Richard Walsh


Loren Eiseley, sounding like the prairie,
his long Khakied legs in the aisle,
said to me,
alone, lonely, yearning,
the train rumpityrumpiting,
from Philly to New York.
 “So, stranger, tell me a story,”
 a lie I have told to many classes over the years--
my one wondrous intimate  meeting with a significant writer.
I recognize him from his picture on the flyleaf of The Night Country
and the L. C. E. on his briefcase;
not wanting to appear tongue-tied
or to fawn, I instead stammer “I”, “I”
“Take your time, friend, take your time.”
He put his elbow on the arm of the seat, his chin in his hand
—He makes me feel possible so
I tell him the story of the time me and my friends,
hanging out by our “tree,”
on  the fence line between our development and CISH (The Bug House)
met Pete Reiser, the old Brooklyn Dodger, “details details!”
We bring him cigarettes, beer, and Hostess cupcakes,
 he gives us batting and fielding tips—
Charlie finds out he was known for crashing into walls,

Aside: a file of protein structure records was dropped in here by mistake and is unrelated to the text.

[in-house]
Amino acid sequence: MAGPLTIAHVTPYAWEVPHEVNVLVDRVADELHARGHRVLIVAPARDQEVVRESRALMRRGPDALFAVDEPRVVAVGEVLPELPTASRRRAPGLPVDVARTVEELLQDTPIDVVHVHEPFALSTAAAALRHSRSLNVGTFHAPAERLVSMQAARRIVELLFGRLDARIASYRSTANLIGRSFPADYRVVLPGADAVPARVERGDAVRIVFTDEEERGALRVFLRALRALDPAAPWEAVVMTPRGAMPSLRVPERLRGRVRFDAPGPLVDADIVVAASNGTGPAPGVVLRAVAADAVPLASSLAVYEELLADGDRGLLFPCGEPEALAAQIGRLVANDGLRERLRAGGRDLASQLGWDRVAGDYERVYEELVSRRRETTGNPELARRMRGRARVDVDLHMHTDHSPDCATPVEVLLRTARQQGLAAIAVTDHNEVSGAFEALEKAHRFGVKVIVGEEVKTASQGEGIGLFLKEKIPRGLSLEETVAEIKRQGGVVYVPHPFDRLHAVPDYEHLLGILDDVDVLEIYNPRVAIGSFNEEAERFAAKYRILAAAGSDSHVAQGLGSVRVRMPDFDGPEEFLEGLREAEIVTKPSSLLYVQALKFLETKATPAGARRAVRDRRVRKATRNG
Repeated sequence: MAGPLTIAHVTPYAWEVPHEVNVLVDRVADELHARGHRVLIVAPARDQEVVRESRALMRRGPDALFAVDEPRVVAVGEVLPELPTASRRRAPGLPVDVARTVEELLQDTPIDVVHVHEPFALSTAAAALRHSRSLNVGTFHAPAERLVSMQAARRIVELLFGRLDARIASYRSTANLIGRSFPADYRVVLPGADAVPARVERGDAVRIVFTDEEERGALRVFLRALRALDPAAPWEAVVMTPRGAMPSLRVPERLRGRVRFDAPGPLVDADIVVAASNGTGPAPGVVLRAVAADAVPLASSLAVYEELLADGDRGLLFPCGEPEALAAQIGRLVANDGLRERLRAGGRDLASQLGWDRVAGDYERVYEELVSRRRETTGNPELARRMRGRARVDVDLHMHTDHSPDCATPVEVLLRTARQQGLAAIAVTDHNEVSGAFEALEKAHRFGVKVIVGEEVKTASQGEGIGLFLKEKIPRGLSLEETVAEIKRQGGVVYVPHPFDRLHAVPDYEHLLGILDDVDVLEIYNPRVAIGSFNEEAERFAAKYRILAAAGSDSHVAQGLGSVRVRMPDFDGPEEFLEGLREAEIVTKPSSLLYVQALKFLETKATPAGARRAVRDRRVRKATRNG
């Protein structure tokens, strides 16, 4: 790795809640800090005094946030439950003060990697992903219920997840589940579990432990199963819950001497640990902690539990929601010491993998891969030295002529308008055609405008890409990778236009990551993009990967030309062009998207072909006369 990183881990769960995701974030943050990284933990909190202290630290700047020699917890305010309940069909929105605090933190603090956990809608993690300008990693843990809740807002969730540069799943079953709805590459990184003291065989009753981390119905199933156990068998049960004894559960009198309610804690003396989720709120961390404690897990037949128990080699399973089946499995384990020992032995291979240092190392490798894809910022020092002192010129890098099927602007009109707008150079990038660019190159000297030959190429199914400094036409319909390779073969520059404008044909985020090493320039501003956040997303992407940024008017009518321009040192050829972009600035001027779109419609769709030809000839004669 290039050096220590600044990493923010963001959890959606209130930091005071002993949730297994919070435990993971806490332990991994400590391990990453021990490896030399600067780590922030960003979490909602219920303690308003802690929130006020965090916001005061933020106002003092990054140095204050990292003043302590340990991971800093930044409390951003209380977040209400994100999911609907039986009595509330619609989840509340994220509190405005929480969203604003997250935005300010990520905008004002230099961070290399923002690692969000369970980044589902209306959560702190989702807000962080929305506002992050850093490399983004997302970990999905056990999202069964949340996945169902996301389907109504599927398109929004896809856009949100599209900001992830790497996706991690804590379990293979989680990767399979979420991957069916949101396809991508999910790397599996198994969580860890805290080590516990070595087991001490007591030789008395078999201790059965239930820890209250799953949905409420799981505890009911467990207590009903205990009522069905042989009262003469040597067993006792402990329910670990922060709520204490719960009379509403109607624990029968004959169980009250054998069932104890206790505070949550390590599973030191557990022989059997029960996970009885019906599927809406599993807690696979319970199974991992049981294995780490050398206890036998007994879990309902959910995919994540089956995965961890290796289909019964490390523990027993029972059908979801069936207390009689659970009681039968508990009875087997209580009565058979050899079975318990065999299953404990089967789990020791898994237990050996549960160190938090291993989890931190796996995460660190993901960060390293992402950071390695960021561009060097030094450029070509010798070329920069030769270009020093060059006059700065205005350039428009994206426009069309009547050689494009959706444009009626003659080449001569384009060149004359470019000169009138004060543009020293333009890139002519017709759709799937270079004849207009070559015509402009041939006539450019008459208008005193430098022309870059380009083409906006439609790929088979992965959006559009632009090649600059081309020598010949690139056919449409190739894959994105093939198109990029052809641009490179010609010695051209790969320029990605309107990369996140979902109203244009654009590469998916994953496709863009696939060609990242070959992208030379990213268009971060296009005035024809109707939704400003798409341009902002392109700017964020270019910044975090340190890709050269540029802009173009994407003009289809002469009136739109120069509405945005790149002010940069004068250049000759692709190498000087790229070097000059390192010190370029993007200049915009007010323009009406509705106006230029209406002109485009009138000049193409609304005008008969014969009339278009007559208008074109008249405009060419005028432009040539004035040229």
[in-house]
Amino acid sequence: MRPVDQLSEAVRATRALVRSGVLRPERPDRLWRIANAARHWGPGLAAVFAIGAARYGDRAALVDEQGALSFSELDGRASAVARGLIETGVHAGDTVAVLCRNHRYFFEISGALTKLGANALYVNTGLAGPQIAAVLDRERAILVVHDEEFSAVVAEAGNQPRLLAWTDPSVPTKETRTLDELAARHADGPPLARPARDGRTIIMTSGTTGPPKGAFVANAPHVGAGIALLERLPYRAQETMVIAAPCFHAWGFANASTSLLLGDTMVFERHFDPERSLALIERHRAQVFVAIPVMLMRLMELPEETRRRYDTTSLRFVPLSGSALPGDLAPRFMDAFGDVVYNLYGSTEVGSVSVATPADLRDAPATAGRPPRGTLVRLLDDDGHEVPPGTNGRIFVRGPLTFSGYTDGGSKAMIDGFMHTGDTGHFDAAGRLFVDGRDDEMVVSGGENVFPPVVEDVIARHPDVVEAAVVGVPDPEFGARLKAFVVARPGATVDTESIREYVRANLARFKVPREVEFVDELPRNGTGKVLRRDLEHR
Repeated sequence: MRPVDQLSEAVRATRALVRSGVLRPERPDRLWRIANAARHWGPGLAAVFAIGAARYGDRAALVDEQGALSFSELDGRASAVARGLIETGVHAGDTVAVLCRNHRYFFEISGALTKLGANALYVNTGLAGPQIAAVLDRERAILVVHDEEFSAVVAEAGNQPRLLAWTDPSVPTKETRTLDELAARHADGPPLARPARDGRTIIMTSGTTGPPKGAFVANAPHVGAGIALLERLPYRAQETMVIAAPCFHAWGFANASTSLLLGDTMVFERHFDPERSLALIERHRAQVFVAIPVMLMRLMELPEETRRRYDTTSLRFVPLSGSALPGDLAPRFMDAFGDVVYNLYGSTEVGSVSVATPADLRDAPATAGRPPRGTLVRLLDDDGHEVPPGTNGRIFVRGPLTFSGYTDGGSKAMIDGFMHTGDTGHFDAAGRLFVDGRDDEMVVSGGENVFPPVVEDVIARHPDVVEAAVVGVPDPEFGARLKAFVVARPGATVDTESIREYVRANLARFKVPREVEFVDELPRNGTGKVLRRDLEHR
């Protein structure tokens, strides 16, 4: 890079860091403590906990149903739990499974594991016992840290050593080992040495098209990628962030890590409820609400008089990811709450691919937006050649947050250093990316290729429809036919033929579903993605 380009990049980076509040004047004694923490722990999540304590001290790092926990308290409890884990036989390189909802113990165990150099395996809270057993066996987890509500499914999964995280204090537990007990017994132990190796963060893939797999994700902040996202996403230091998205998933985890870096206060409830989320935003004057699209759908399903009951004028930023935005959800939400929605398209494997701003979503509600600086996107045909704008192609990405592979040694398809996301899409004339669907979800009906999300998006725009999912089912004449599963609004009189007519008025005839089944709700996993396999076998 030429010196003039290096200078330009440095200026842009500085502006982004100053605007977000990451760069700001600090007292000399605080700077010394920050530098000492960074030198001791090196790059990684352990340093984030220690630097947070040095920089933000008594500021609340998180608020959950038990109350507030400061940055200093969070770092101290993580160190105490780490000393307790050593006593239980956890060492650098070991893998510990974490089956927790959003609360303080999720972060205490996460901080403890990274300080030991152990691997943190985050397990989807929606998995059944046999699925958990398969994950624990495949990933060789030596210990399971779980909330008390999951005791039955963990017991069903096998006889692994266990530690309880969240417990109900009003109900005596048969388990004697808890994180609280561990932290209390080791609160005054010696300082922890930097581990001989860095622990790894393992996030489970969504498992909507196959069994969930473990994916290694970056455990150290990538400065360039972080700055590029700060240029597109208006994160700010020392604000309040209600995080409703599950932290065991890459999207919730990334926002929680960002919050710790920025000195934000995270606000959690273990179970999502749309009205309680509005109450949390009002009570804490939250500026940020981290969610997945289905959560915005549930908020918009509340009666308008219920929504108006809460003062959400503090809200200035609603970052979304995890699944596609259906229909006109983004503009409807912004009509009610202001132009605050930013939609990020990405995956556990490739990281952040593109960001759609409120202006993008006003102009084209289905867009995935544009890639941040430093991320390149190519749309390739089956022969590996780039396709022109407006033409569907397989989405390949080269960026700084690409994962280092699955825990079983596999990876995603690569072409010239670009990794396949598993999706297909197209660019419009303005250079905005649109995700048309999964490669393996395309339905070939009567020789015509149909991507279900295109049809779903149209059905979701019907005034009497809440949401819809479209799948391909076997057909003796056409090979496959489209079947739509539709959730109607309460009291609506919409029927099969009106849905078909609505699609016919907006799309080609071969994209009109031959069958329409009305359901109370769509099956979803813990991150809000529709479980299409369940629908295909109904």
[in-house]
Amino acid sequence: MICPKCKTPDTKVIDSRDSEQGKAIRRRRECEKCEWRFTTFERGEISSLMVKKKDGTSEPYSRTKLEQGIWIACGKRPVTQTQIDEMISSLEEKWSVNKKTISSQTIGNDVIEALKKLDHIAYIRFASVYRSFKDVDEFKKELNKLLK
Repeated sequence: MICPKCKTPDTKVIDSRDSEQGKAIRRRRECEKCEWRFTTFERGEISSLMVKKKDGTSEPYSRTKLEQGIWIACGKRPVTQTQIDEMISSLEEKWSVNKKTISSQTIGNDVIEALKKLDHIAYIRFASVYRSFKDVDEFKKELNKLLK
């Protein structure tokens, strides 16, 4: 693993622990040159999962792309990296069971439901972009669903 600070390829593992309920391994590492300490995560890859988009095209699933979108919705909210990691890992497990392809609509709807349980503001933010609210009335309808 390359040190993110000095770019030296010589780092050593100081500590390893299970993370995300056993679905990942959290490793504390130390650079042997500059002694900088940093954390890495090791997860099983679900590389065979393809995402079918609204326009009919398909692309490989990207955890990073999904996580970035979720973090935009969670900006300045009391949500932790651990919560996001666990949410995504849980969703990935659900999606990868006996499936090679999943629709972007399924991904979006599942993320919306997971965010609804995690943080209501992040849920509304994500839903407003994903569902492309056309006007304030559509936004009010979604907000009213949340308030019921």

which was probably why he was in the hospital,
so we ask him about it,
 but he tells us angrily that he doesn’t talk about that.
After trying to get him to hit us a few,
we don’t  see him that much. 
Then never. 
Of course, we find out later it wasn’t really Pete Reiser;
Charlie again. 
The tree becomes just a tree.
We become just sappy kids.
I am out of words. 
He sits quietly for a short time
 then he applauds softly and thanks me,
 shakes my hand, thanks me again;
likely blushing,
 I ask him what he’s working on—
“Life”; we laugh;
 then he describes what will become All the Strange Hours.
My stop, before his,
 but I stay on all the way to Grand Central—
I can still see him walking off, turning to me,
 “Next time, son, it will be my turn to tell you a story.”
Fading into fog, dissolving, he
fatherly, waves and is gone.
But not from my memory.
For all the strange years
he remains
A truth beyond truth,
Beyond myth.

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